Wild geese and a poet's soul: my day with Dermot Healy
The celebrated novelist, playwright and poet, who died last week, had the smile of a child and the eyes of a priest who had heard one confession too many
Dermot Healy opened his volume of poetry and showed me how he had fashioned the pattern of lines on the page to recreate the shape of a flock of birds in flight. It was beautiful to look at. The slanting V of the stanzas is visible now in my mind's eye: short lines, followed by long lines stretching towards a point, ebbing back to short lines. I smiled reflexively, and his face lit up.
"Show the audience, too," I said, remembering belatedly that we were conducting a public interview at the Dalkey Book Festival. Conversation with him appeared intimate, regardless of the setting. "Will I?" he asked, and with bashful pleasure, turned the book around and held it up.
I found myself watching him while we talked. The writer had the eyes of a priest who has heard one confession too many, the smile of a child handed a long-promised treat, and the wildness of a woodland creature. His shock of white hair was dramatic, above a speckled beard, but it was the eyes which signposted him as someone who observed life, storing away what he witnessed to make sense of it later.
We were discussing A Fool's Errand – a single, book-length poem about the annual migration of barnacle geese between their breeding grounds in Greenland, and their winter habitat on an island near his Sligo home.
He watched the geese closely as they walked about a field near his house, and later in our conversation described them as nuns in a cloister telling their beads. His imagery has clarity and resonance, above all when he references the natural world.
The poem is broken into sections, one of which has the title, 'The Sound of Time Flying', because the birds act like a seasonal timepiece.
Our interview took place two years ago; to check the date, I lifted down my copy of his most recent novel, Long Time, No See, and saw that in addition to signing it with a jaunty "good luck", he had dated and placed it precisely. "Dalkey, June 17th, 2012."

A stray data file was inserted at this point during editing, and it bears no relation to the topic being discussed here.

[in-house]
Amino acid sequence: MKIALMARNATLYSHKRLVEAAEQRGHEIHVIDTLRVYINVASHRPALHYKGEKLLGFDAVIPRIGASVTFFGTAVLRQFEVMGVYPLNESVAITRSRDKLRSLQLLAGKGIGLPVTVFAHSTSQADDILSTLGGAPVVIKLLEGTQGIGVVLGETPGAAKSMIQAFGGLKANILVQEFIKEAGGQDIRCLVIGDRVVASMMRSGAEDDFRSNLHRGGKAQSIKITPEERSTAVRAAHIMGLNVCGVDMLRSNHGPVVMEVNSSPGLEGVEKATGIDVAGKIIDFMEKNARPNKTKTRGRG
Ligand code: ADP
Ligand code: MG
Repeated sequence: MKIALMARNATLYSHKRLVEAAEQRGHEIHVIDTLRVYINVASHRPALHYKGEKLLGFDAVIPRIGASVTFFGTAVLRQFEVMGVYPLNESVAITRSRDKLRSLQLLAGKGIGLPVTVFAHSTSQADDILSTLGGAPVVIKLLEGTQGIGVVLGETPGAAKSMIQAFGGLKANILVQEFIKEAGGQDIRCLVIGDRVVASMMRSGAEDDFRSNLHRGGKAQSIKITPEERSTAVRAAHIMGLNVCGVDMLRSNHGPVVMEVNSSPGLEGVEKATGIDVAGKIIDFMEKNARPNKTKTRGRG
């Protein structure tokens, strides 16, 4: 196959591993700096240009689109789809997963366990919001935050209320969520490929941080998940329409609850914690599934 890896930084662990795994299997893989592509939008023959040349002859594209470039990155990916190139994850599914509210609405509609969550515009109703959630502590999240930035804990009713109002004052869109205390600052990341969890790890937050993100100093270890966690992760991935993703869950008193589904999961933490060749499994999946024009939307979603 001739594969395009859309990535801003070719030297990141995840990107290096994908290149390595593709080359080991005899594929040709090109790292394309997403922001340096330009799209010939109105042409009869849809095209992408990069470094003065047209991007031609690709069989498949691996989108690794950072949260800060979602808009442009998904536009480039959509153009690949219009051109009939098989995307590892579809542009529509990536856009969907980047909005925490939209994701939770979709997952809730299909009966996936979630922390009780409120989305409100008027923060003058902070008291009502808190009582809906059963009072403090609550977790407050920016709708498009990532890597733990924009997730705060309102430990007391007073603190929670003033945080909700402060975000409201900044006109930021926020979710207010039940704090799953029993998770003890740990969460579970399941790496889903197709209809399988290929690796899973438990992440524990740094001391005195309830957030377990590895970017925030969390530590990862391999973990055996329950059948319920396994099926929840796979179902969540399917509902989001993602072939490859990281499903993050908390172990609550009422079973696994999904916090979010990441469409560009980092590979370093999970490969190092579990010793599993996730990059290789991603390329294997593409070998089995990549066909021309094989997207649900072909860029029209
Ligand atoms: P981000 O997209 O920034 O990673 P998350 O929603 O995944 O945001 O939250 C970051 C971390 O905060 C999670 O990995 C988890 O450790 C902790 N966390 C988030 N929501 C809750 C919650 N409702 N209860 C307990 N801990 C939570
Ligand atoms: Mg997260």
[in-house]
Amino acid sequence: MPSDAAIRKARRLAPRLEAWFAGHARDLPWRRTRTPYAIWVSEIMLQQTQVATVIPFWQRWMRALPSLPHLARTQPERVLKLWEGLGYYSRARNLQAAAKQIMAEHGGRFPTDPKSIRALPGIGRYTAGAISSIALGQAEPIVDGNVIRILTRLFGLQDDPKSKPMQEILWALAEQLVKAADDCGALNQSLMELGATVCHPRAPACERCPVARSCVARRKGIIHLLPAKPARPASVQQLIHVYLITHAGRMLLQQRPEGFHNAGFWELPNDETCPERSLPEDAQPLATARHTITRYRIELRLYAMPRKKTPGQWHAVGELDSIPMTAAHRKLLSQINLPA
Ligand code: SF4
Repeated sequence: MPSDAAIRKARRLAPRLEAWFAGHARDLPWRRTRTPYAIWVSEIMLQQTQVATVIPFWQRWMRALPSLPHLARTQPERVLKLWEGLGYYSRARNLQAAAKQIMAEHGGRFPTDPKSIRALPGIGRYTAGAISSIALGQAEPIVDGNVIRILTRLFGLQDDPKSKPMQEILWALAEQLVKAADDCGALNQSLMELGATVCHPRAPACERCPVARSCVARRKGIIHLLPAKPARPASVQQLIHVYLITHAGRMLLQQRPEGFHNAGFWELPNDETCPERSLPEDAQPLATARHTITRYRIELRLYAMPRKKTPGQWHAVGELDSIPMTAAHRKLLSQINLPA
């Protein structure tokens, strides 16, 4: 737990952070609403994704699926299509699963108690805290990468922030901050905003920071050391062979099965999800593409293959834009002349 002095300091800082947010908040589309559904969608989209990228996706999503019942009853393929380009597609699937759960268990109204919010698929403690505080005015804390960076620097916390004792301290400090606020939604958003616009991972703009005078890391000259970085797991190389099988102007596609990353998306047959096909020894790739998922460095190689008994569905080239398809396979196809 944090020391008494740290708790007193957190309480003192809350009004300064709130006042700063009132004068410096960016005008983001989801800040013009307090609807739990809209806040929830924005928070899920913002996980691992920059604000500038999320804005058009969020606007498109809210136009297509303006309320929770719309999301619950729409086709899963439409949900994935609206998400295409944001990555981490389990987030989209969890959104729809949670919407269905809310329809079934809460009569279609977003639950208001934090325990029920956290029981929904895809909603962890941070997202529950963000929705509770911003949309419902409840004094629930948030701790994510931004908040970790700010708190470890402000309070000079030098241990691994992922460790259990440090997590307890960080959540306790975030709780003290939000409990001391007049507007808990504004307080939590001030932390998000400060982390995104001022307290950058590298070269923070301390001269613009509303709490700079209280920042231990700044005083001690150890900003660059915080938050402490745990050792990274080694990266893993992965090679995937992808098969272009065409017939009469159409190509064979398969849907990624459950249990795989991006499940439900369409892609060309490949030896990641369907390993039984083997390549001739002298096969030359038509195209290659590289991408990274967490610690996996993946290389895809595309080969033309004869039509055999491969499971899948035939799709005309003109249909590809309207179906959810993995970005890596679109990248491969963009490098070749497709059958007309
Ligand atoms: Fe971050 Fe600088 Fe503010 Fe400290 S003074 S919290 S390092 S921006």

Dermot Healy used words with precision. One of the phrases in A Fool's Errand, published by The Gallery Press, lodged in my mind after he read it aloud that Sunday: the geese arrived "in beautiful stitches/along a thread". "It's extraordinary how ordinary life is," remarks one of the characters in Long Time, No See.
We tend to discuss Healy in relation to other writers, from John McGahern to Patrick McCabe to Patrick Kavanagh, but his is an uncommon voice, always compassionate, sometimes surreal. To compare him to others is to do him a disservice.
He was a poet, a novelist, a playwright, and founded and edited the literary journals The Drumlin and Force 10. He lived by the sea in Ballyconnell with his wife, Helen, who arrived with him for the talk, and sat in the audience for it.
The only disappointing element to the event was that more people did not turn up to hear him speak and read. That tells its own story. Perhaps he was appreciated better by writers than readers. But those who made the effort to attend were not disappointed: he gave of himself, holding nothing back. Healy had an innocent, fragile aura. He was somewhat nervous before facing the audience, but proved articulate and humorous when the time came. And while he had the air of a man who has battled more than his share of demons, there was a sense of a master who respected the need to labour at his craft.
Afterwards, we went to hear Seamus Heaney read at another venue, and Healy had brought a gift to give to his old friend. His attention as Heaney read was rapt. It was not difficult to trace the connections between the two writers: both countrymen, both alert to the rhythms of rural life.
But Healy was also a novelist. "It's in a neighbour's house fiction begins," he says in his memoir, The Bend for Home – overheard stories provide inspiration for a writer's work.
That day, discussing Long Time, No See, we touched on his take on a community untouched by the Celtic Tiger. Time passes, not a great deal happens, and the wind blows in from the Atlantic Ocean. Plot is as sparse as the landscape, and yet moments of insight glitter between the pages.
Healy was born in Co Westmeath and moved near the border, to Cavan, as a child – he is on intimate terms with the topography and tensions he discusses. A Goat's Song is regarded as his masterpiece: a gripping novel dealing with Ireland's religious divide.
Sudden Times is another tour de force: a story imbued with intensity and real life experience about life in London's casual labour market on building sites. A recurring theme in his work is the issue of not belonging.
In general, the wheel of fortune is not generous to Healy's protagonists. Perhaps that's true to life as he charted it. His dialogue has the ring of truth, and he writes with grace about damaged characters.
In his final novel, which he talked about that day in Dalkey, he dwelled with a sense of elegy on the effect the Irish landscape had on his work.